Which library should I use? Apache Spark, Dask, and Pandas Performance Compared(With Benchmarks)
Python offers many data-processing libraries to choose from, each with its own strengths and weaknesses. In this post, we learn about Dask, Apache Spark, and pandas. We’ll go over their features, benefits, and drawbacks. We’ll also run some benchmarks on Dask, pandas, and Apache Spark to see how they perform on various tasks with different difficulty levels.
What, Where, and Why?
This section will look at what these libraries are, how they’re used, and what benefits they provide.
What is Dask?
Dask is a library for managing collections of (possibly big) arrays distributed among different machines to take advantage of multiple CPUs or GPUs. It takes care of figuring out which data resides on which machine and distributing the responsibilities fairly across different machines. It also speeds up performance by dividing computations into smaller chunks that can be processed on the individual nodes where the corresponding data is stored.
If you’re planning to run your application or build your website on a group of machines, Dask is the best way to utilize all the cores in your cluster. Dask is used by companies like Palantir, Airbnb, and Spotify. Later in this post, we’ll look at some real-world examples.
- Supports a wide range of tasks
- Dynamic task scheduling
- It’s easy to set up and run on your local machine
- Uses TLS/SSL certificates to authenticate it and to provide encryption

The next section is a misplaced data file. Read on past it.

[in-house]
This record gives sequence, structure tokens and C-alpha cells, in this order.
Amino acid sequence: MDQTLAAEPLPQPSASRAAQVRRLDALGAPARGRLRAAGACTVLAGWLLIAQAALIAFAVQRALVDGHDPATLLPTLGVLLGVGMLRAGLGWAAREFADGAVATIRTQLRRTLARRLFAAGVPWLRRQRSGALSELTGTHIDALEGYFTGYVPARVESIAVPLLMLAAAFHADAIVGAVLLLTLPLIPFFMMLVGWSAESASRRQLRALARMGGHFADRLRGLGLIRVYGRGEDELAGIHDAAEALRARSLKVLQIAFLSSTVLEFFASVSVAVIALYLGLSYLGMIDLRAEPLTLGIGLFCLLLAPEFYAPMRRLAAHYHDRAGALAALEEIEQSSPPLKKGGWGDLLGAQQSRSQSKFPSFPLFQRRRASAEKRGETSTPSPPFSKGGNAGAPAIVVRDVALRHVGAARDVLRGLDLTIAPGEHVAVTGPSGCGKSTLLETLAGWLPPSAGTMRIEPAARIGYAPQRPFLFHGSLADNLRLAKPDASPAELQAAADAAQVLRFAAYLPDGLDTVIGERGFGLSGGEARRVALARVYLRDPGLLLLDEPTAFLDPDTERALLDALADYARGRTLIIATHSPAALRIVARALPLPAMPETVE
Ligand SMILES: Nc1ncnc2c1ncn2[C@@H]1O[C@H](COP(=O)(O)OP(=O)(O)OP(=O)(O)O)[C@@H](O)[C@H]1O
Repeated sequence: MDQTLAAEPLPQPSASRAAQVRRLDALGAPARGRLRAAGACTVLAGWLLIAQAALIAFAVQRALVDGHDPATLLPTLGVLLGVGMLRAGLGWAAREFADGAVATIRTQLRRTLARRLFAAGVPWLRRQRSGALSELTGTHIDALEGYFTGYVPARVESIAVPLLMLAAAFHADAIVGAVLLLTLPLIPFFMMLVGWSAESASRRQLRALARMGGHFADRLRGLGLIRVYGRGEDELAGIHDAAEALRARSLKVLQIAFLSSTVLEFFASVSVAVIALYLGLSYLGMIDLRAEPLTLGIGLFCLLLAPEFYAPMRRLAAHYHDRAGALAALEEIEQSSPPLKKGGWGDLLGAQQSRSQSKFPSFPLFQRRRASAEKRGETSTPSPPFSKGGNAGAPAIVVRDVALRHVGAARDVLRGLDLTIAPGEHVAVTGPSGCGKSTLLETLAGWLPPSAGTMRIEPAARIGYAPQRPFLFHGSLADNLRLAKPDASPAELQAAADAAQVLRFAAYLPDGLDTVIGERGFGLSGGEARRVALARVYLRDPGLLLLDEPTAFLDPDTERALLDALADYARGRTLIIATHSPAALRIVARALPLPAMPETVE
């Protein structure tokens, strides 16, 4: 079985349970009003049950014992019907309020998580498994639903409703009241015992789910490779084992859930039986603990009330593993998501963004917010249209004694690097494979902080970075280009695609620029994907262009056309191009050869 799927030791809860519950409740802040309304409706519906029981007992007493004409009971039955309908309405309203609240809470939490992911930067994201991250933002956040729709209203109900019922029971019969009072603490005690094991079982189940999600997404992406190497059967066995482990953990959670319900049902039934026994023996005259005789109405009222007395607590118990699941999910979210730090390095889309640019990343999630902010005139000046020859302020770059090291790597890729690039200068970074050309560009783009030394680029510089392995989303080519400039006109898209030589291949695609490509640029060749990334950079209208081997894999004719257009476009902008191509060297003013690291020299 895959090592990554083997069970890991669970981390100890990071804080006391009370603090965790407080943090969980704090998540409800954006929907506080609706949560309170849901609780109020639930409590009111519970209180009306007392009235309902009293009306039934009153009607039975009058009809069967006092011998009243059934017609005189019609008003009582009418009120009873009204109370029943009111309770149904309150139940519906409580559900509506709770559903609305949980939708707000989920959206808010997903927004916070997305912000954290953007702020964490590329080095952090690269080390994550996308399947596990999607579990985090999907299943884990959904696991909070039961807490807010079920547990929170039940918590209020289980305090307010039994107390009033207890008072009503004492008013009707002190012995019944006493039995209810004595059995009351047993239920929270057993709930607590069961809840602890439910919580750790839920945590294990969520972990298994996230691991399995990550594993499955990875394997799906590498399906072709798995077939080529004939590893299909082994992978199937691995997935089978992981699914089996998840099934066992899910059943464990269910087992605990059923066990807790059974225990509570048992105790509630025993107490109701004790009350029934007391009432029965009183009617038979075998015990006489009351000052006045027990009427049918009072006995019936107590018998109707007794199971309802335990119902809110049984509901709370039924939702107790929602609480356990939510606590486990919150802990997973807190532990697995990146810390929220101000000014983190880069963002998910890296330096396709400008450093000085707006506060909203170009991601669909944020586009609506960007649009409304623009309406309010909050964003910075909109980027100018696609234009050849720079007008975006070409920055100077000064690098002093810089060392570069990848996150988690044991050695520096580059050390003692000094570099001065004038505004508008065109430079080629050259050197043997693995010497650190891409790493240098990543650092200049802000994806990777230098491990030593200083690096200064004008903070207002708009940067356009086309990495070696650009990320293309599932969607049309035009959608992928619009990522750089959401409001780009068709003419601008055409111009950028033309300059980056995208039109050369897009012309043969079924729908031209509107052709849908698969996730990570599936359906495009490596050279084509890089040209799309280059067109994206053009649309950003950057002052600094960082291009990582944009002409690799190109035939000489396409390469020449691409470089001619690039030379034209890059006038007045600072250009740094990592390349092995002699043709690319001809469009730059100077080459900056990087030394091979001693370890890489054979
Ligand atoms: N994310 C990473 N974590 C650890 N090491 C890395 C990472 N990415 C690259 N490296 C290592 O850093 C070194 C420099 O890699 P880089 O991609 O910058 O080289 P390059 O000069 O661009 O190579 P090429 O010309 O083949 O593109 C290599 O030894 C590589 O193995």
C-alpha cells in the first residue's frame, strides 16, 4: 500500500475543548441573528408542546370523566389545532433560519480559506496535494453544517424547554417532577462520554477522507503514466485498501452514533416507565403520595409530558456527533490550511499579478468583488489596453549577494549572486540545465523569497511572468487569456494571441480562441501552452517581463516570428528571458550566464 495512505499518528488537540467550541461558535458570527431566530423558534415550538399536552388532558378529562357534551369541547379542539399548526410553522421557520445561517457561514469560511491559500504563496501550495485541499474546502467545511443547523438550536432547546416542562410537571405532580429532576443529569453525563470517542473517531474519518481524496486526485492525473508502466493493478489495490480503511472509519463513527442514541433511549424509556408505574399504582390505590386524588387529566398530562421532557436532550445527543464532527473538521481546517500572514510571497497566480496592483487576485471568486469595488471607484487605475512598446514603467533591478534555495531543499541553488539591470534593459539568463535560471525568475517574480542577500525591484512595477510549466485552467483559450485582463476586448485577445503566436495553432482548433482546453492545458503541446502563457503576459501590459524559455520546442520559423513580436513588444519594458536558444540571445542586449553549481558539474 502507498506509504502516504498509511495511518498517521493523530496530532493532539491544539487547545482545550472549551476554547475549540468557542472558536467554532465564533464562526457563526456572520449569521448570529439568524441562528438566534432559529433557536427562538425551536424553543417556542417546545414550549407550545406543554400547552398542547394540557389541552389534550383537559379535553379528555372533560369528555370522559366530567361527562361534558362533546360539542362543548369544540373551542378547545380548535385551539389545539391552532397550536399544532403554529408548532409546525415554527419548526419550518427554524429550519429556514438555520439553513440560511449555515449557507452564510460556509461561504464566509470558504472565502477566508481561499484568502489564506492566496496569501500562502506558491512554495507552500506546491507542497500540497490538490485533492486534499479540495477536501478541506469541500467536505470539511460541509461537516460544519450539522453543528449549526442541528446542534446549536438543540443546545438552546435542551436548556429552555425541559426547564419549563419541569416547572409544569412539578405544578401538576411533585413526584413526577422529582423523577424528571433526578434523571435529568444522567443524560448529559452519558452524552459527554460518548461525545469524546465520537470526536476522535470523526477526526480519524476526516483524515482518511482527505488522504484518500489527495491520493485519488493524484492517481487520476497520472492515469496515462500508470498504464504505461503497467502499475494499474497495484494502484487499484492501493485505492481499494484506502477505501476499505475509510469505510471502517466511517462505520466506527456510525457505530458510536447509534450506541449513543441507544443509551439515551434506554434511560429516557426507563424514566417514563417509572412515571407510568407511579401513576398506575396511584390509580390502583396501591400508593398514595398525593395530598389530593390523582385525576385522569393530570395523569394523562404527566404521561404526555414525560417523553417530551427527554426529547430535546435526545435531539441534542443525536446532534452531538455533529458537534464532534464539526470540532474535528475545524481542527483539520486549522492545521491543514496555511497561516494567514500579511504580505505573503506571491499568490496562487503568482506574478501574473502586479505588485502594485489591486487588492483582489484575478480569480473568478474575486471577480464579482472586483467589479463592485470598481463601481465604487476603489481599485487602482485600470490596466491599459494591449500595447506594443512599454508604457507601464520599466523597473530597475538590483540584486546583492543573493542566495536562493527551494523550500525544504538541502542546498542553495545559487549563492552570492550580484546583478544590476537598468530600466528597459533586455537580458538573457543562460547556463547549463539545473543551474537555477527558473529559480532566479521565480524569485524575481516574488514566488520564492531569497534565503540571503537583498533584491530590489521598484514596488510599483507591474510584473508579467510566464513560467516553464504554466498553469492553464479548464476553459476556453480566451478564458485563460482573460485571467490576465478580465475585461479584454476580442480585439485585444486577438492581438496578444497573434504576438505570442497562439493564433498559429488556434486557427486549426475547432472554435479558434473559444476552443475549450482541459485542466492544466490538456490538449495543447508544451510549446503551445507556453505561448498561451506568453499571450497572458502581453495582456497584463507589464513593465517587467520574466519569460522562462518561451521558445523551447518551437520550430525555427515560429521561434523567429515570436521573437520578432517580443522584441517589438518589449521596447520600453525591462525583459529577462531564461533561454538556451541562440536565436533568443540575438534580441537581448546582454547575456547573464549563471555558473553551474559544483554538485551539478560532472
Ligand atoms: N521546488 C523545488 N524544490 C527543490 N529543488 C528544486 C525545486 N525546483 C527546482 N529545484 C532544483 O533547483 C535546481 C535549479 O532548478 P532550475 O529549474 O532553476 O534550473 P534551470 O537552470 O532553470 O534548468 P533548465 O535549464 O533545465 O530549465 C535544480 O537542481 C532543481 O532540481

- Runs reliably on clusters with tens of thousands of cores
- It offers parallel computing with pandas.
- Dask has a syntax comparable to the pandas API, making learning easier.
- It has dynamic task scheduling and can handle a variety of workloads.
- Unlike Apache Spark, Dask does not provide a standalone mode that you may use to test the tool before forming a cluster.
- No Scala and R support.
conda install Dask
python -m pip install “Dask[complete]”
Explore Dask Docs
What is pandas?
Pandas is an open-source Pythonic data analysis library. It promises to be the core high-level building block for doing realistic, real-world data analysis in Python by providing tools for working with tabular data.
Pandas is used in various industries, including data science, stock prediction, advertising, big data, and a lot more. Pandas can handle a lot of data, making it easier for you to understand the huge amounts of data required to construct a solid recommendation system(For Eg. Netflix, Prime Video, etc.).
- Several changes and pivots may be made to data sets
- Slicing, indexing, and subsetting of big data sets depending on labels
- With default and customizable indexing, the DataFrame object is quick and efficient
- Offers Time Series functionality
- It can process large amounts of data and save a lot of time.
- It has a lot of customization options, making it easy to get the most out of your data.
- The use of pandas speeds up the data-handling process. In simple terms, there will be less writing and more work done.
- When dealing with 2D matrices, pandas are an excellent choice, but when working with 3D matrices, you’ll need to use NumPy or another library.
- Some people may find the syntax challenging to understand.
- The learning curve and pandas docs may challenge new developers and data scientists.
$ pip install pandas
You can learn more about pandas by referring to pandas documentation
Recommended Reading: Installing pandas
What is Apache Spark